I currently have 10 submissions out
Finally, links. Bear in mind that I'm not endorsing these, merely passing them along. Always do your own due diligence before submitting.
Cosmic Roots and Eldritch Shores is open for flash fiction and short stories in fantasy, fairy tale, and science fiction. Pays $.06/word. Current reading period ends March 28.
Sycamore Review is open for fiction, nonfiction, poetry, and art. No genre pieces. Pays $25 to $50. Reading period ends March 31.
Chicken Soup for the Soul has two open calls for possible topics. The themes are Step Outside Your Comfort Zone and My Kind (of) America. 1200 words or less. Pays $200. Deadline for these two themes March 31.
West Branch is open for poetry, fiction, creative nonfiction, and translation. Pays $.05/word. Deadline April 1.
Splickety is open for the June issue of Splickety Magazine with the theme Medieval Mayhem. Historical, not fantasy. 300 to 1000 words. Pays $.02/word. Deadline April 7.
Hermeneutic Chaos Journal is holding the Alice Sullivan Prize. Only those who have not had a novel or collection of short stories published may enter (published short stories is fine). 300 to 1500 words. No entry fee. Grand prize of $300. Deadline March 31.
Sherry D. Ficklin posted The (Hard) Truth About Book Signings. She's got some great information and tips for your book signings, as well as some hard truths, just as the title says.
What are your insecurities? How are you doing with submissions? Any of these links of use? Anything to add?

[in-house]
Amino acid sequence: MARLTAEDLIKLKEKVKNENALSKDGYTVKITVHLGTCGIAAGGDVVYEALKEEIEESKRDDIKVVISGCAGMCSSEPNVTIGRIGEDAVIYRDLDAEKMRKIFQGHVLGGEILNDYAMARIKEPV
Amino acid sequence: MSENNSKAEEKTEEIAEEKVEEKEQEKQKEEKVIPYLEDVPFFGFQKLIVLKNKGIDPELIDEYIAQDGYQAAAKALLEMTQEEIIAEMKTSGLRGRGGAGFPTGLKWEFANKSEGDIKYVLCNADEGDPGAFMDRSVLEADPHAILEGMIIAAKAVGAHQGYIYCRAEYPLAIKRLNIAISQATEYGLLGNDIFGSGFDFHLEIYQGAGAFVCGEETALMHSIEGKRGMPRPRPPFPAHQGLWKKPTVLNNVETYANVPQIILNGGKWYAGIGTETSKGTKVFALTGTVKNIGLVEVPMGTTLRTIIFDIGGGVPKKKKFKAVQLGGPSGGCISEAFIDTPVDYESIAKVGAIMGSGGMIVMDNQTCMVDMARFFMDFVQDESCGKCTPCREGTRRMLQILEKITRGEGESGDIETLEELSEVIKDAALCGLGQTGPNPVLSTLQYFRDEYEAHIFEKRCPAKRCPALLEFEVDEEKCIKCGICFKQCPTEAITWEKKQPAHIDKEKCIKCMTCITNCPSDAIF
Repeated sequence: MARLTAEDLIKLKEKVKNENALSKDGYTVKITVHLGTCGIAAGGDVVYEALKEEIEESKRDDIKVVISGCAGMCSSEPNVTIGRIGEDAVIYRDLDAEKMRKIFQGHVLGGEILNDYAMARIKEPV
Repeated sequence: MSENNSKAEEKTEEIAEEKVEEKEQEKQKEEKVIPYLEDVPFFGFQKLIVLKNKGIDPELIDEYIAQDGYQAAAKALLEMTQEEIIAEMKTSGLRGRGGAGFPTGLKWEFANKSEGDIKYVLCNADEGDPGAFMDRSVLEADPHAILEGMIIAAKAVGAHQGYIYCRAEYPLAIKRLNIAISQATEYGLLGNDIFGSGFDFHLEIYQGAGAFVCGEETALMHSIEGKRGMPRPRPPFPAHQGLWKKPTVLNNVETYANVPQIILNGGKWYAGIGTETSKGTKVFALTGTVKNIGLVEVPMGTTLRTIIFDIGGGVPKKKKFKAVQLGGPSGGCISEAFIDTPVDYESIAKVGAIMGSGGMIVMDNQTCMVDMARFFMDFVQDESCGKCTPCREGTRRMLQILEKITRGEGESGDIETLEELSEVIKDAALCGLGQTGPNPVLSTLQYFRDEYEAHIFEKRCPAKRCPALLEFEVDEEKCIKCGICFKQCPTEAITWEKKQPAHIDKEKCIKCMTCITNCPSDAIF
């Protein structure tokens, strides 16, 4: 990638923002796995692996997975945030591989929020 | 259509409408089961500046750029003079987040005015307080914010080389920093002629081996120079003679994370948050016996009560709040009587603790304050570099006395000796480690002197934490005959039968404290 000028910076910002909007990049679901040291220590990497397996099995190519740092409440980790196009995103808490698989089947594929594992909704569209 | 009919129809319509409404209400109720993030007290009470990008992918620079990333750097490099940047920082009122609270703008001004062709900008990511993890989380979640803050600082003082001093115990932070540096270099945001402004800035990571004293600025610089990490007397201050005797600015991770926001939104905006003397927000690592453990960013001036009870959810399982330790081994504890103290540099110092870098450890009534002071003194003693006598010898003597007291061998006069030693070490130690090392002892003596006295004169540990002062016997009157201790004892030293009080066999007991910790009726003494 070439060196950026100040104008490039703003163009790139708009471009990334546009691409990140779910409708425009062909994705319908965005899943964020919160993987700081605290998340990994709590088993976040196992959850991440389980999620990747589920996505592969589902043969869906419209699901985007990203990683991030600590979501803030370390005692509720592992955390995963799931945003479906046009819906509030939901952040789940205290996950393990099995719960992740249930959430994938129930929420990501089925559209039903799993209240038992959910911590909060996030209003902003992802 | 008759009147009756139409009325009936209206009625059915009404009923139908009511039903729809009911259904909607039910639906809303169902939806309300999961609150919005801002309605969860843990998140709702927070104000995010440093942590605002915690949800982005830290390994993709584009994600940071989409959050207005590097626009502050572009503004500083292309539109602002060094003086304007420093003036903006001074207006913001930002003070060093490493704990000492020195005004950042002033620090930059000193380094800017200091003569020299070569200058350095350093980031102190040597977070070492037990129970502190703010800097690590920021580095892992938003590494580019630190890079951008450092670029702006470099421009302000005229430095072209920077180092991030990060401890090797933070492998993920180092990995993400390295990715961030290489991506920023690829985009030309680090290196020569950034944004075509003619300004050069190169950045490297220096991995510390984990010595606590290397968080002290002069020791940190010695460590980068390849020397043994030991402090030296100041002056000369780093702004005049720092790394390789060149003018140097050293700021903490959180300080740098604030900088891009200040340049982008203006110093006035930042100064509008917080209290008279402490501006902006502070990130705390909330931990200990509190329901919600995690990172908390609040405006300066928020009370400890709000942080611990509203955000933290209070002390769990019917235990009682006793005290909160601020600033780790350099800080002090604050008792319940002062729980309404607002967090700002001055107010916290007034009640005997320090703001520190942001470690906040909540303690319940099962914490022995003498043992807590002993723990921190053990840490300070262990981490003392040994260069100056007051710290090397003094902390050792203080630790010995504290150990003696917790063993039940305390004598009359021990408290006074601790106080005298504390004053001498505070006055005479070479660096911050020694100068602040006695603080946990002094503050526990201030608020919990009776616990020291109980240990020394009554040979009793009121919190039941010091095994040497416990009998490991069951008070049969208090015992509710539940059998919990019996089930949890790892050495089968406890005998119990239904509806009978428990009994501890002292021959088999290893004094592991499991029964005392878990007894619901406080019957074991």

May you find your Muse.
Friday, February 24, 2017
This week I'm review Dark Forces, an anthology edited by Kirby McCauly.
I haven't done a book review since December! I decided to give myself a break to try to get through the rest of my giant TBR list, because reading these every other book was really cutting into the rest of my reading.
This was a good collection of stories, even though, like most other anthologies of horror published before a certain time, it is heavy on male contributors and extremely light on female contributors (there are two women, and twenty-two men.) The authors in this anthology were Stephen King, Dennis Etchison, Isaac Bashevis Singer, Edward Bryant, Davis Grubb, Robert Aickman, Karl Edward Wagner, Joyce Carol Oates (the one woman I consistently see in these older collections), T. E. D. Klein, Gene Wolfe, Theodore Sturgeon, Ramsey Campbell, Clifford D. Simak, Russell Kirk, Lisa Tuttle, Robert Bloch, Edward Gorey, Ray Bradbury, Joe Haldeman, Charles L. Grant, Manly Wade Wellman, Richard Matheson, Richard Christian Matheson, and Gahan Wilson. A power house of folks, to be sure.
There were some patterns to this collection of stories. One of them was vengeful females. Another was a proliferation of crones. And women scorned. The number of stories centered around angry women was surprising. It actually made me wonder what books and/or movies came out that year, or what was in the news, that would cause these to be common recurring themes.